THE LETTER, c.1968

Important Australian and International Fine Art
20 September 2017


born 1928
THE LETTER, c.1968

oil on canvas

172.5 x 213.0 cm

signed lower left: BLACKMAN
bears inscription on stretcher bar verso: AFTERNOON LIGHT
bears on label attached verso: 30

$100,000 – 140,000
Sold for $164,700 (inc. BP) in Auction 51 - 20 September 2017, Sydney

Private collection
Sotheby's, Melbourne, 19 August 1996, lot 156 (as ‘Afternoon Light’)
Private collection, Melbourne


Amadio, N., Charles Blackman Lost Domains, Alpine Fine Arts Collection, New York, 1980, cat 6.23, p. 98 (illus.)

Catalogue text

During the late 1960s, Charles Blackman and his first wife Barbara returned to Australia after a lengthy sojourn in Europe and New York, settling afterwards in Sydney with a newfound wealth of literary and visual culture. A product of this rich cultural cradle, Charles Blackman’s oeuvre is eclectic and diverse, containing countless mysterious works accompanied by poetic titles. The artist was first to admit to the autobiographical symbolism inherent in his work. His painting was undoubtedly influenced by his personal experiences, the physical locations he had inhabited and the pictures he had seen. This is true for any artist; however few would be so ready to admit it. While an ocean of experience inspired Blackman’s images, these were rarely painted directly from reality. They seem instead to be removed from it, drawn from the realm of dreams, having been passed through a filter that both simplifies the image and endows it with a universal quality.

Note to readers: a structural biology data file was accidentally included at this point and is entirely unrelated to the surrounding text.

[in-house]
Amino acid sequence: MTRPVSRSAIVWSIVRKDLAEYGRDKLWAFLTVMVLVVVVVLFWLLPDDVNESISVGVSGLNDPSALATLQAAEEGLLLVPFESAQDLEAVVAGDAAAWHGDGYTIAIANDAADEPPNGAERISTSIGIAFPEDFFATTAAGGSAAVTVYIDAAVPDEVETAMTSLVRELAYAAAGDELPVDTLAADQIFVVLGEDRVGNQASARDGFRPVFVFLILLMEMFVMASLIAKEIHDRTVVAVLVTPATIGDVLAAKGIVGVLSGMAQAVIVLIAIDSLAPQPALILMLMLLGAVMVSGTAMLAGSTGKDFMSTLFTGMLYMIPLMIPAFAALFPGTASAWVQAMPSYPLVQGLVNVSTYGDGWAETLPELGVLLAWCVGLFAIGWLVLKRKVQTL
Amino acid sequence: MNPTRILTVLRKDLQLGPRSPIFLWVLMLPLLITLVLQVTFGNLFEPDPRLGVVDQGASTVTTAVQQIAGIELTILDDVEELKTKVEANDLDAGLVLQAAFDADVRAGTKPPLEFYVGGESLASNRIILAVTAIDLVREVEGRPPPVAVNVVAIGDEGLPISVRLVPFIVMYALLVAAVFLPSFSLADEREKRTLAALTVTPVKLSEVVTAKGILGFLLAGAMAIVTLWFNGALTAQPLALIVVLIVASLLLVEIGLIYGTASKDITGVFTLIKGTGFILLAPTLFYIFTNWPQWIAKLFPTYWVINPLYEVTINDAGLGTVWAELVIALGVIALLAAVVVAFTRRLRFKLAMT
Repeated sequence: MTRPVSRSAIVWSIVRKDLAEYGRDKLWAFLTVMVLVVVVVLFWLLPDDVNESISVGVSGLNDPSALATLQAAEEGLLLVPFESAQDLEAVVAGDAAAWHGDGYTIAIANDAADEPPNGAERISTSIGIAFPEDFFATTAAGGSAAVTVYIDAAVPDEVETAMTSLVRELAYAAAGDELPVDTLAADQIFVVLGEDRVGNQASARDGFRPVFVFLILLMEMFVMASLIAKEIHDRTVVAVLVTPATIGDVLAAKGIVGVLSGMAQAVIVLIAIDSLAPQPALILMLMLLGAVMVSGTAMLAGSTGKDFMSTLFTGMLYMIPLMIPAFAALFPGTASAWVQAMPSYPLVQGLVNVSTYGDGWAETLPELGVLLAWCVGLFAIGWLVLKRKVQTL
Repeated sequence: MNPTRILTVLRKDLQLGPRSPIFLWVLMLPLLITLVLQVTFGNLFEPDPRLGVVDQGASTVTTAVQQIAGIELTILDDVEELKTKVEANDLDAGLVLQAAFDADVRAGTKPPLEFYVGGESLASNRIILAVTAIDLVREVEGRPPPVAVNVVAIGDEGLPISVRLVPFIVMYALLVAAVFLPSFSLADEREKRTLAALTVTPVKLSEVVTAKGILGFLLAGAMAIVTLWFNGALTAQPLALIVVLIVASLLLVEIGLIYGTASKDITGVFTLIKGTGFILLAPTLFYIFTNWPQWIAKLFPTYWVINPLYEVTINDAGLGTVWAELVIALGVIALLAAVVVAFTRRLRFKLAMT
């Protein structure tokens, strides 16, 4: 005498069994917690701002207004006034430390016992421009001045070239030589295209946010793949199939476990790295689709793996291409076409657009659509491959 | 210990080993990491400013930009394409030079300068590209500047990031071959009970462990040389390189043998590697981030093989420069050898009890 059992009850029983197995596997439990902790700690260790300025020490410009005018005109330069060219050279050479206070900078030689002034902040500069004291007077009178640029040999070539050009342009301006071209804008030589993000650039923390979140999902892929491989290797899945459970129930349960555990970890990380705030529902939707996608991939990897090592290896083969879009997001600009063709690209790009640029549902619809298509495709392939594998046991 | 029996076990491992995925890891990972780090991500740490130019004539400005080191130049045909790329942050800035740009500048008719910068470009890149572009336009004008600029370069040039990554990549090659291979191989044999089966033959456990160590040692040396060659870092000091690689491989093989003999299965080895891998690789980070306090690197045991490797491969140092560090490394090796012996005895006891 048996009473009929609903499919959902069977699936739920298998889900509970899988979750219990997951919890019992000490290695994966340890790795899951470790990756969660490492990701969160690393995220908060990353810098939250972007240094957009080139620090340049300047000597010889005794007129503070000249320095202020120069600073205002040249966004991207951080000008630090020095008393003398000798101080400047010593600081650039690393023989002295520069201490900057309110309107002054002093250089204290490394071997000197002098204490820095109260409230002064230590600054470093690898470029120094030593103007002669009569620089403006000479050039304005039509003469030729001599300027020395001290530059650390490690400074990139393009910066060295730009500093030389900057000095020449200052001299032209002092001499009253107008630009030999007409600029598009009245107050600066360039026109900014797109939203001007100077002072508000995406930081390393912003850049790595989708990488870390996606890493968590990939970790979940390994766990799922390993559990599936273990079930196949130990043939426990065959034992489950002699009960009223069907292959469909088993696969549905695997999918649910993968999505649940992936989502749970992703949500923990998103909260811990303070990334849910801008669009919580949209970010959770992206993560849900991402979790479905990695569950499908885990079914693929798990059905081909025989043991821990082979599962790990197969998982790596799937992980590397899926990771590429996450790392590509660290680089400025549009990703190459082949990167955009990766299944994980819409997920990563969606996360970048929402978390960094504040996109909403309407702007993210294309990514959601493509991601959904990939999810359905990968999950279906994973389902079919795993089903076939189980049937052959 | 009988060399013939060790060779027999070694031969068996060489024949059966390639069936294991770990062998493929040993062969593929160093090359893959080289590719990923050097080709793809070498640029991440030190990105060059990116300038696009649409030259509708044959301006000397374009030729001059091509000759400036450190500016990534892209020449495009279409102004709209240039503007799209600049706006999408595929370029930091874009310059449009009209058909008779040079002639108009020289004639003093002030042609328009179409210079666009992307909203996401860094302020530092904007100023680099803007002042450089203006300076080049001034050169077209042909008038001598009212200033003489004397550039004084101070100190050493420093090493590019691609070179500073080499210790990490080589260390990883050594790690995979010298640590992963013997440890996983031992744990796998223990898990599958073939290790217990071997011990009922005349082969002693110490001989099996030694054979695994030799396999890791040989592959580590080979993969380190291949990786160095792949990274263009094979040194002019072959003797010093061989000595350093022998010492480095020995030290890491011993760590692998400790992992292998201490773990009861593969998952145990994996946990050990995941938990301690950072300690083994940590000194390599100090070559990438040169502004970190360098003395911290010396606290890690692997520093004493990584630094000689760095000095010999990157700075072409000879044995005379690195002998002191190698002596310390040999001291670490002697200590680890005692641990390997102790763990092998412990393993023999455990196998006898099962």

The Letter, c. 1968, is a large scale painting, executed around the same time as the artist’s ‘Park’ and ‘Garden’ paintings. As explained by Felicity St John Moore, in the National Gallery of Victoria’s extensive 1998 catalogue Schoolgirls and Angels, Blackman had recently returned from a trip to New York, a city that had filled his mind’s eye with experiences of urban parks.1 Renting a warehouse in Sydney, on Leswell Street, near Centennial Park, Blackman produced a number of bucolic scenes that captured the outdoor nature of Australian life.

Compositionally, this painting is closely linked to two others from 1968, Fête Champêtre and Déjeuner sur l’Herbe. All three feature a seated couple, their backs turned to the viewer, peacefully absorbed in each other’s company enjoying their natural environment. As indicated by the titles of these two works, the series of paintings display Blackman’s appreciation for French art of the mid-19th century. Like these bright, sunlit paintings, The Letter follows the same classical quality of composition, its static silhouettes reminiscent of the figures populating the banks of the Grande Jatte in Seurat’s Pointillist masterpiece. While the subject matter and composition may have been inherited from French Impressionism, the way in which Blackman approached them, in particular the flat application of paint and schematic design, was inspired by his discovery of the symbolist French painter, and ancestor of surrealism, Odilon Redon. Blackman found a particular affinity with the stillness of Redon’s work, it’s brooding long shadows and stark patterned surfaces.

A theatrical contrast between the couple, spotlit in the foreground, and the darkened sky against which they are placed, heightens the pictorial tension, intriguing the viewer yet revealing precious little of the narrative. Having attracted attention with its large scale, sumptuous colour and simplicity of form, Blackman invites the viewer to partake in this intimate scene. However, like the protagonist of Johannes Vermeer’s Lady Reading a Letter, the complete absorption of Blackman’s figures in their task of reading aloud and listening to the contents of a letter exclude the viewer from their private world. This symbiotic dynamic was one familiar to the artist, who had become used to reading to his wife, her eyesight having completely deteriorated by the 1940s. As St John Moore aptly writes, it was Barbara’s deteriorating vision that enabled Blackman to enter a literary and imaginary world, refining his observation and translation of a sense of poetic reality.

1. Moore, F. St. J. (ed), Schoolgirls and Angels, National Gallery of Victoria, Melbourne, 1993, p. 24